June 15, 2014
June 15, 2014
June 18, 2014
Design in Engineering Education
24.1240.1 - 24.1240.22
The Professional Guide: A Resource for PreparingCapstone Design Students to Function Effectively onIndustry-sponsored Project TeamsAbstractCompletion of a capstone design project typically occurs in the final year of study in U.S. engineeringschools. Capstone design projects are often completed by teams of students charged with designing andimplementing solutions to real-world problems. Many programs feature projects that are sought fromindustrial sponsors . These industry-supported projects require that the student teams interact regularlywith their off-campus clients. Successful project outcomes are generated by a blend of technical skills, so-called soft skills, and professional practices.This paper describes a training and reference guide developed for capstone design students at UniversityX enrolled in the XYZ Program. The Professional Guide communicates key project research and legalelements, establishes expectations for professional conduct, and defines business procedures that must befollowed. Rather than devote classroom time to these topics, the guide and associated training elementsare essentially constitute a self-paced new-hire professional orientation program for capstone designstudents. Experience at University X suggests that the Professional Guide provides an efficient vehicle fordelivering important training.The Professional Guide’s project research and legal elements cover essential intellectual property, non-disclosure, and export controls aspects. The expectations for professional conduct areas include sexualharassment prevention, identification of at-risk students, basic laboratory safety, and over two dozenethics mini-case studies developed from real XYZ Program experiences. Items lumped into the businessprocedures includes training for the XYZ Program collaboration and project management tools, lab andclassroom rules, effective meeting strategies, how-to guides for purchasing and travel. Many of thetraining elements require creation of web-based elements to prove that the students have mastered thematerials. Students also receive certificates for the Preventing Sexual Harassment and At-Risk Studenttraining courses. As an incentive to complete the required training, each team’s laboratory access iswithheld until all team members complete the assignments.References 1. S. Howe, “Where are We Now? Statistics on Capstone Courses Nationwide,” Advances in Engineering Education, American Society for Engineering Education, vol. 2, issue 1, Spring 2010. 2. Criteria for Accrediting Engineering Programs, ABET Engineering Accreditation Commission, 2011.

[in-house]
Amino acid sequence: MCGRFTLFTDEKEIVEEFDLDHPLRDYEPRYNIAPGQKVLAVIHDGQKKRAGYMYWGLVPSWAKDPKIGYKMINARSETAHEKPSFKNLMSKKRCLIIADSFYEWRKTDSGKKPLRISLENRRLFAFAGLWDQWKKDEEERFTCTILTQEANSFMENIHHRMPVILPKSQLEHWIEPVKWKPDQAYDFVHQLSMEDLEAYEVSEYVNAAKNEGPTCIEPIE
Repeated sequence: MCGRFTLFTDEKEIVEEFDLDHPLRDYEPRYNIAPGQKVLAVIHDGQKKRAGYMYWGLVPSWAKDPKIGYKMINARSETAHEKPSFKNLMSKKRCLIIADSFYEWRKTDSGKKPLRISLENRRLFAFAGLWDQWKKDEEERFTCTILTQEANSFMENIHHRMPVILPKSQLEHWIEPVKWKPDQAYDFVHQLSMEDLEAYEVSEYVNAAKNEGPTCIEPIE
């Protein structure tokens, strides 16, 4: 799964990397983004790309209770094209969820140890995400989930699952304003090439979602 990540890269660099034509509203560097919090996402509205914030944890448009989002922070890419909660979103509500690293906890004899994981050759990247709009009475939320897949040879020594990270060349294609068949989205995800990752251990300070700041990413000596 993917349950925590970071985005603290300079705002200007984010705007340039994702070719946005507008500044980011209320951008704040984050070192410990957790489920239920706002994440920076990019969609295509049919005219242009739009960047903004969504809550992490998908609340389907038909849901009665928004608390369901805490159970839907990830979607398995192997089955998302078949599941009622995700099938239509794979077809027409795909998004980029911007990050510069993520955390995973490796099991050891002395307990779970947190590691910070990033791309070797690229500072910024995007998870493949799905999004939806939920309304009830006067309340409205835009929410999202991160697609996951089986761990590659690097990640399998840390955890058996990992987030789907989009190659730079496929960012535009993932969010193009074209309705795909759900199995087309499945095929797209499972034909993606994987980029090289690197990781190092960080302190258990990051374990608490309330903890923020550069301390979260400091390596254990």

Stanfill, R. K., & Rigby, A., & Milch, M. (2014, June), The Professional Guide: A Resource for Preparing Capstone Design Students to Function Effectively on Industry-sponsored Project Teams Paper presented at 2014 ASEE Annual Conference & Exposition, Indianapolis, Indiana. https://peer.asee.org/23173
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